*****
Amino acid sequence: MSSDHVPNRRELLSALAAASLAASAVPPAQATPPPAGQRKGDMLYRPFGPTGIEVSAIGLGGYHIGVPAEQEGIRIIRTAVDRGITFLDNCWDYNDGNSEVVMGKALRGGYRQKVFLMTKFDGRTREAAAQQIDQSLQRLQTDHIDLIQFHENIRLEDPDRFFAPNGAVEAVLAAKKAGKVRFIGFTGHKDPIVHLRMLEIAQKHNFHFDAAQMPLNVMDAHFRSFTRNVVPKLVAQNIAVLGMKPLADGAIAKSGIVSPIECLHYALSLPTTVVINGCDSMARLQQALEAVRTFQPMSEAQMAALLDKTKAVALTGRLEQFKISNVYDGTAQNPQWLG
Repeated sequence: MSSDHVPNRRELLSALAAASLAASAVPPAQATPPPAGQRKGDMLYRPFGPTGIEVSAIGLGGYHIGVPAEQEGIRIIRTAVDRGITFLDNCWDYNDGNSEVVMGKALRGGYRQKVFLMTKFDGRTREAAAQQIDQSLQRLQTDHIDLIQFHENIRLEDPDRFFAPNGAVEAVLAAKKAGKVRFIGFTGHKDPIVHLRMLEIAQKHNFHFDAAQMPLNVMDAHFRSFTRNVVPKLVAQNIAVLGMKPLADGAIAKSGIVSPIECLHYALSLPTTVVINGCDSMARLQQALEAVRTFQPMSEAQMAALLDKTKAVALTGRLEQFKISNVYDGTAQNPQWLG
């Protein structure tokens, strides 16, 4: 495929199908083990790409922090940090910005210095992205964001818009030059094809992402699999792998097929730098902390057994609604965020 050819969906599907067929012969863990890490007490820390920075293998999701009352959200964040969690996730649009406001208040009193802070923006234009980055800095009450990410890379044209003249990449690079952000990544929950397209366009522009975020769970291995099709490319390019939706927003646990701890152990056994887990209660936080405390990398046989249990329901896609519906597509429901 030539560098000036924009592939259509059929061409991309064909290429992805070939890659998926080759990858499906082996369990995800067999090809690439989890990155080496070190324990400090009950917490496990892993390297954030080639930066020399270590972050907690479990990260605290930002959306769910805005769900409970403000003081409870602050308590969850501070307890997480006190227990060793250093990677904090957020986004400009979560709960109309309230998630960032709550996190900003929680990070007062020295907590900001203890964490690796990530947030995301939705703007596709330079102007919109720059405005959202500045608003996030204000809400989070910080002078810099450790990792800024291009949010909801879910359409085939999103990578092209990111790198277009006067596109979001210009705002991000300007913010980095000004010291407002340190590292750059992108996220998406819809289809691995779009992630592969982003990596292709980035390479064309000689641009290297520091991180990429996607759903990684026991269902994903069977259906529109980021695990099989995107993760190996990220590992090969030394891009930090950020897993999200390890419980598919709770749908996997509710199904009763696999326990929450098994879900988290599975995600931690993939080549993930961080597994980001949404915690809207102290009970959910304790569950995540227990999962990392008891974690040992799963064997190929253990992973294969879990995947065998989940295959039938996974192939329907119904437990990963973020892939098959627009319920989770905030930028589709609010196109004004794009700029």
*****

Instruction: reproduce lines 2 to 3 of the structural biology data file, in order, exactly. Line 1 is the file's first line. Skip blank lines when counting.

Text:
Repeated sequence: MSSDHVPNRRELLSALAAASLAASAVPPAQATPPPAGQRKGDMLYRPFGPTGIEVSAIGLGGYHIGVPAEQEGIRIIRTAVDRGITFLDNCWDYNDGNSEVVMGKALRGGYRQKVFLMTKFDGRTREAAAQQIDQSLQRLQTDHIDLIQFHENIRLEDPDRFFAPNGAVEAVLAAKKAGKVRFIGFTGHKDPIVHLRMLEIAQKHNFHFDAAQMPLNVMDAHFRSFTRNVVPKLVAQNIAVLGMKPLADGAIAKSGIVSPIECLHYALSLPTTVVINGCDSMARLQQALEAVRTFQPMSEAQMAALLDKTKAVALTGRLEQFKISNVYDGTAQNPQWLG
């Protein structure tokens, strides 16, 4: 495929199908083990790409922090940090910005210095992205964001818009030059094809992402699999792998097929730098902390057994609604965020 050819969906599907067929012969863990890490007490820390920075293998999701009352959200964040969690996730649009406001208040009193802070923006234009980055800095009450990410890379044209003249990449690079952000990544929950397209366009522009975020769970291995099709490319390019939706927003646990701890152990056994887990209660936080405390990398046989249990329901896609519906597509429901 030539560098000036924009592939259509059929061409991309064909290429992805070939890659998926080759990858499906082996369990995800067999090809690439989890990155080496070190324990400090009950917490496990892993390297954030080639930066020399270590972050907690479990990260605290930002959306769910805005769900409970403000003081409870602050308590969850501070307890997480006190227990060793250093990677904090957020986004400009979560709960109309309230998630960032709550996190900003929680990070007062020295907590900001203890964490690796990530947030995301939705703007596709330079102007919109720059405005959202500045608003996030204000809400989070910080002078810099450790990792800024291009949010909801879910359409085939999103990578092209990111790198277009006067596109979001210009705002991000300007913010980095000004010291407002340190590292750059992108996220998406819809289809691995779009992630592969982003990596292709980035390479064309000689641009290297520091991180990429996607759903990684026991269902994903069977259906529109980021695990099989995107993760190996990220590992090969030394891009930090950020897993999200390890419980598919709770749908996997509710199904009763696999326990929450098994879900988290599975995600931690993939080549993930961080597994980001949404915690809207102290009970959910304790569950995540227990999962990392008891974690040992799963064997190929253990992973294969879990995947065998989940295959039938996974192939329907119904437990990963973020892939098959627009319920989770905030930028589709609010196109004004794009700029």